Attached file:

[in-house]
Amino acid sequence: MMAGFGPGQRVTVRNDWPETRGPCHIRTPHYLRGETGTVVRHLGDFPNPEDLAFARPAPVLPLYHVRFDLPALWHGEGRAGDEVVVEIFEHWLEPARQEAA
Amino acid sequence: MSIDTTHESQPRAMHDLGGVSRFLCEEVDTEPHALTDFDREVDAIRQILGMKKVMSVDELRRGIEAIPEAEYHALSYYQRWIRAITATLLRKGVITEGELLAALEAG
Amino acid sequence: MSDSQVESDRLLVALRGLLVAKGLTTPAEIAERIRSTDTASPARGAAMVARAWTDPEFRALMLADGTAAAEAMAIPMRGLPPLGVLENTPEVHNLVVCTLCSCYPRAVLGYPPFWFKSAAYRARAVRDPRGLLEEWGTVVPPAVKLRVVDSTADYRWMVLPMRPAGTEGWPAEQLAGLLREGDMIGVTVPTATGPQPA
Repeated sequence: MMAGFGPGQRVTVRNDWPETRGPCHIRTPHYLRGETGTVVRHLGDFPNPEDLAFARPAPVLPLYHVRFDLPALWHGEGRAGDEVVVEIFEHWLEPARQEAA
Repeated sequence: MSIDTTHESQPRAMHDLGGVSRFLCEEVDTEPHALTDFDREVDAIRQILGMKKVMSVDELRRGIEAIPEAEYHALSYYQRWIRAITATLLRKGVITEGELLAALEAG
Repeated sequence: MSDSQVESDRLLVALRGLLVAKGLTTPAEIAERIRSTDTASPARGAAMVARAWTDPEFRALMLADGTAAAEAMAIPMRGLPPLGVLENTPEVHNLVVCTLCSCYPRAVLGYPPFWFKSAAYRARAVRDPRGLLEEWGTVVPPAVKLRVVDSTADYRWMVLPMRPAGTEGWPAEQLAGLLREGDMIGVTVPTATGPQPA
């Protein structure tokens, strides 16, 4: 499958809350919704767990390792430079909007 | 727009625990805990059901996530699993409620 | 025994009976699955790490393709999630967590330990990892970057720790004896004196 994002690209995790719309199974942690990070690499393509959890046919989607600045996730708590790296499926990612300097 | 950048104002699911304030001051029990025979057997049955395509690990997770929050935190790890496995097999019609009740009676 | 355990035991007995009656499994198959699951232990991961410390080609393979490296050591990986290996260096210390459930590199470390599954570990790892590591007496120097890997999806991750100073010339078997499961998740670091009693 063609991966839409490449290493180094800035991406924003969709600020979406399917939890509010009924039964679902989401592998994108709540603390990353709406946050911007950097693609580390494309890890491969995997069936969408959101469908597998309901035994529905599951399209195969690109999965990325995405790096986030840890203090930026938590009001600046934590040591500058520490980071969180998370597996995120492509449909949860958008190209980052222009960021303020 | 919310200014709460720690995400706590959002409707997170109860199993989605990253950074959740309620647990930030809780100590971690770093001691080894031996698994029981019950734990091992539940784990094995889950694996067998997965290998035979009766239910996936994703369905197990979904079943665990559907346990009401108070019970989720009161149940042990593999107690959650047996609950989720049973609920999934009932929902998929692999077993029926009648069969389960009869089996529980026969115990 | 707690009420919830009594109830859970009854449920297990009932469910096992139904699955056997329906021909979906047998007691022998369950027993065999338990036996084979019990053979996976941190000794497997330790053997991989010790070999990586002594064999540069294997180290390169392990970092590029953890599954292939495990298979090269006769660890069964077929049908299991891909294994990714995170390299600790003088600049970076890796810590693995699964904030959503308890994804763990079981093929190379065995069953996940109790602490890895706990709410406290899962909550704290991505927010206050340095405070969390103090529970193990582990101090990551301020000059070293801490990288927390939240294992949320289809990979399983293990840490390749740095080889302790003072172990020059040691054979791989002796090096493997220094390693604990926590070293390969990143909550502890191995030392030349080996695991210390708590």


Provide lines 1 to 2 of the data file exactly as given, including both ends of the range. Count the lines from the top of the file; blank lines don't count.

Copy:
[in-house]
Amino acid sequence: MMAGFGPGQRVTVRNDWPETRGPCHIRTPHYLRGETGTVVRHLGDFPNPEDLAFARPAPVLPLYHVRFDLPALWHGEGRAGDEVVVEIFEHWLEPARQEAA